Animal Adaptations

Animals adapt in strange and wonderful ways to their habitats.

Under a Snowy Blanket

It’s been an unusually snowy year, and you might wonder how small animals like field mice manage. Surprisingly, snow helps them survive. When the snow blanket is at least six inches deep, it keeps the ground underneath at a stable temperature even when the air dips below zero. Voles and mice tunnel under the snow, seeking seeds and avoiding the watchful eyes of predators.

See this story by Heather Stephenson for the Appalachian Mountain Club and my essay on the value of snowpack in Flyway.

The Shelf Life of Acorns

Picky gray squirrels make their acorn caches last longer. They can choose between white oak and red oak acorns. White oak acorns take two seasons to become fertilized, which gives them a longer shelf life. Red oak acorns sprout more quickly. Sprouting uses up about half the nutrients in the acorn and compromises freshness. Squirrels somehow know to eat the red oak acorns first and save the white oak acorns. When they do store red oak acorns, squirrels pull the little oak embryo out of the acorn’s tip to keep it from sprouting.

See this study from the journal Evolution.

Now, Where Did I Put That?

Birds hide seeds and nuts for winter. To do this, they form a mental map of up to 20,000 locations! Black-capped chickadees, zebra finches, mountain chickadees, nutcrackers, jays, and starlings all grow new brain cells as the days get shorter and colder. Those new brain cells help them map the hiding places of their seeds.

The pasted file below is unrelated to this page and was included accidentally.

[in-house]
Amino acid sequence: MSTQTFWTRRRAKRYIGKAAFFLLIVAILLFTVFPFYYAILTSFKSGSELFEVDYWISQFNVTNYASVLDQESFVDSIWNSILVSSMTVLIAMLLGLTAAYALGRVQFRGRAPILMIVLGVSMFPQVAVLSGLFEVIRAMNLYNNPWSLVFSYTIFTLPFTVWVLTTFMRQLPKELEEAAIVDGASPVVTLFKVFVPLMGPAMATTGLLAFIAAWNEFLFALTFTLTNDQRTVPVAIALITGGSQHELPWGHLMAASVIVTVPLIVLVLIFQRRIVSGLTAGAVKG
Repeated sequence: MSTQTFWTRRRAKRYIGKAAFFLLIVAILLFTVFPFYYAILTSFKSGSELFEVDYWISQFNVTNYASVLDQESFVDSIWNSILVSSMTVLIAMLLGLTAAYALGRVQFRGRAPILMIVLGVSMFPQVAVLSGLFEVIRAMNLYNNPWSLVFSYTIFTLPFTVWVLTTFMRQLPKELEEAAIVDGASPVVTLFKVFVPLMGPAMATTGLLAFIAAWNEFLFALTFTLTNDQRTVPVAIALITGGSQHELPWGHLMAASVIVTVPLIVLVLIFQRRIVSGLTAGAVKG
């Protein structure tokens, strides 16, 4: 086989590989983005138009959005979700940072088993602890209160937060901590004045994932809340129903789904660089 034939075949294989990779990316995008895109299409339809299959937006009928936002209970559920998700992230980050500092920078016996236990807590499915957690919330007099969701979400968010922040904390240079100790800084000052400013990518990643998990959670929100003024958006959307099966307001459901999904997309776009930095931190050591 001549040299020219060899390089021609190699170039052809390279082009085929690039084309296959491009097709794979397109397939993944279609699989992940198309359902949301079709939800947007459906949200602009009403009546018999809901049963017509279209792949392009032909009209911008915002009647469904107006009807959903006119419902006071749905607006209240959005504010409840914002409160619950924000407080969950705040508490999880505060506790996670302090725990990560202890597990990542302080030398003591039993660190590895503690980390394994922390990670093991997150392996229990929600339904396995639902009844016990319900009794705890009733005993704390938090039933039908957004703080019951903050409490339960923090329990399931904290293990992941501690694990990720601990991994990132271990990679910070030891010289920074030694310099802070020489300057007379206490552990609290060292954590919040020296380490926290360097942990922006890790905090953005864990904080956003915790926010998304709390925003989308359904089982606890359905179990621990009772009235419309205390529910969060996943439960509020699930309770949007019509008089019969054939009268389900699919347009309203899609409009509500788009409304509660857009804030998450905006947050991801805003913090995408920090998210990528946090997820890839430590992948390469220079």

How does this work? The changing weather triggers birds to secrete more of an enzyme called aromatase, which changes testosterone into estrogen. Estrogen derivatives make the brain more flexible and aid in memory.

See this story by Robert Krulwich in National Geographic, this story by Betsy Mason in Knowable, this story by Rachel Adelson for the American Psychological Association, this study of zebra finches in the journal Neurobiology of Learning and Memory, this study in the journal Hormonal Behavior, and this study in the journal Endocrinology.  

Waiting for the Cold

Pygmy owls in Finland are adapting to climate change by waiting until later in the year to start building their food caches. As fall weather is warmer and wetter than in the past, food hoards are likely to rot if started too soon. Pygmy owls have adapted to this situation by delaying food hoarding.

See this study in the journal Global Change Biology.

Birdsicles

Here’s a weird way of adapting to the cold. A hummingbird found in the Andes Mountains survives cold nights by going into a dormant state in which it’s frozen almost solid. Its body temperature drops to 37.8 F, and its heart rate slows to 40 BPM. To a casual observer, the birds appear dead. But when the day warms up, they revive and go about their business.

See this story by Jonathan Lambert in Science News.

Living Food Caches

Many wild animals store caches of food to see them through the winter, when food may be less readily available. But it’s not all seeds and nuts. Shrews, moles, and fire ants all capture their favorite prey and immobilize them without killing them. This gruesome practice keeps their meat from spoiling during multiple freeze-thaw cycles. Then they’re available for a mid-winter snack.

See this story by Liz Langley for National Geographic.

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